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Business

Websites don't get many hits? Facebook is different

As I sat in a meeting tonight discussing ways to build public support for an upcoming vote on a school building project, talk naturally turned to the web. Obviously we'd post information on the district's website, but it's hardly a high-traffic operation.
Written by Christopher Dawson, Contributor

As I sat in a meeting tonight discussing ways to build public support for an upcoming vote on a school building project, talk naturally turned to the web. Obviously we'd post information on the district's website, but it's hardly a high-traffic operation. Our 52 followers on Twitter? Probably not going to rock the vote. But Facebook? Most of the parents felt like that was another story entirely.

A lot of people use Facebook. In fact, Hitwise reports that Facebook beat Google for the top spot in American web traffic last week. Facebook also reaches a lot of adults, ranging from college grads to grandmas. It's a relatively simple forum for viral marketing with the easy creation of groups, pages, ads, and badges and can host photos, videos, etc., with no programming skill whatsoever. In short, it's a tool that anyone can use (and quite a few people, aside from students, actually do).

Facebook, however, like so much of the social web, is not a place that most people associate with education. It makes a lot of teachers, parents, and administrators nervous. It's hard to control and it's, well, social. The very sort of viral communications it can enable are the antithesis of most school Internet and Web policies.

But it's reach is undeniable. So we took the plunge. We made a page for the district, added discussion capabilities, and opened it up to posting by fans. Clearly, this will need to be something I keep an eye on, but I just couldn't see restricting page updates to only administrators (i.e., me). That simply isn't the point. It should be an interactive place where parents can post pictures from events and ask questions in discussion boards. It should be a place where events can be publicized and the district can gauge interest based on RSVPs.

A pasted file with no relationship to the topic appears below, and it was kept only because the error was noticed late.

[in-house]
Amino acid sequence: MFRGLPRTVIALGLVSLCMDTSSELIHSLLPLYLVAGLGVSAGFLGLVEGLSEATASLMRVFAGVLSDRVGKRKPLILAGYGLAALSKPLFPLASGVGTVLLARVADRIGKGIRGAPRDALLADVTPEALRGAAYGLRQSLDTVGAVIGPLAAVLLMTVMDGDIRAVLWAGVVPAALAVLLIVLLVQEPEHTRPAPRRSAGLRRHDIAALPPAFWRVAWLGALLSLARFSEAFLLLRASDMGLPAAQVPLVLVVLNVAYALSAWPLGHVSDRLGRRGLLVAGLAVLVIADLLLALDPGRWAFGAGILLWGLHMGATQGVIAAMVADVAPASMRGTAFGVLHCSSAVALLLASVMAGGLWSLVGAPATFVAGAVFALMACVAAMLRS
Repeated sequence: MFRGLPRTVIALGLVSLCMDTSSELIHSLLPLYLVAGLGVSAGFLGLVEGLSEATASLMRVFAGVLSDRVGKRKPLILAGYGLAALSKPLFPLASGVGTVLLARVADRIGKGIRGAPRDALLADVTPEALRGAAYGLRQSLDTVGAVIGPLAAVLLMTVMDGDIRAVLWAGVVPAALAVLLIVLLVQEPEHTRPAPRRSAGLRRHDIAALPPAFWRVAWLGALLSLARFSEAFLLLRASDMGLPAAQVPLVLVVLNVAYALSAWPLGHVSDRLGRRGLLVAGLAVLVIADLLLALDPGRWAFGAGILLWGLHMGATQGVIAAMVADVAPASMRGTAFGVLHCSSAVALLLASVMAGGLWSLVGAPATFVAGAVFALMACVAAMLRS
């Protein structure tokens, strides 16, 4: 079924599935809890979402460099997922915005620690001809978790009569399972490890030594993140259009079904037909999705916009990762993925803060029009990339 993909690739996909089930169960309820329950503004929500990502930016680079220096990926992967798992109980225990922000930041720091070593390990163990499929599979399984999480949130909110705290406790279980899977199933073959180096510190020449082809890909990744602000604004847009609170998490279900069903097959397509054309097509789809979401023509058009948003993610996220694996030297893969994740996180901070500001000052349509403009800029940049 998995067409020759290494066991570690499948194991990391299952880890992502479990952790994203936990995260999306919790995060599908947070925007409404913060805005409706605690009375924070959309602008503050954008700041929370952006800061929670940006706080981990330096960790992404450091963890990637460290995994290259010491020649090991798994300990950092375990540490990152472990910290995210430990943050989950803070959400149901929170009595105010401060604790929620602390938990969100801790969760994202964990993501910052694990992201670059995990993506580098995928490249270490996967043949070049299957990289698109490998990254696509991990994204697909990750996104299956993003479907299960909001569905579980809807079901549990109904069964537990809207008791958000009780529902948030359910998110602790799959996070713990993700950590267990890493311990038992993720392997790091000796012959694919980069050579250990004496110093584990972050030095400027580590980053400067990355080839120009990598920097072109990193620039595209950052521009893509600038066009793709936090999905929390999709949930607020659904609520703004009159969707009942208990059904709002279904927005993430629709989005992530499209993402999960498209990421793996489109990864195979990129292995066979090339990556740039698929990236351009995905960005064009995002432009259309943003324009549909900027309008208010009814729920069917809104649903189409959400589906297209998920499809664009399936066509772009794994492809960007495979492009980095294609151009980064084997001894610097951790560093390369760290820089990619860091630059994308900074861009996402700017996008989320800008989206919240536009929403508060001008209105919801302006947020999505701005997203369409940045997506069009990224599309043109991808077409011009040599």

We didn't create a group since that involves "friend" relationships and the account we used to create the page is basically shut down to anything other than administering the fan page. We can explore friend relationships going forward and the wider implications that this might have for schools or groups that want to create pages. This is a big step for right now.

However, necessity, as they say, is the mother of invention. We need the school building project to be approved and that means reaching out to our community better than we ever have before. Hopefully, the building project will merely be a catalyst for much wider use of Facebook. Why reinvent the wheel of social media when Facebook provides us a broad toolset already (and has a user base that we will never match, no matter how slick and interactive our website is)?

Please welcome my school district to the 21st Century. Now where do we go from here? I have a few ideas, but this can hardly be a unilateral shift to embrace social media. This will take some time, but it's a relief to have made the first step.

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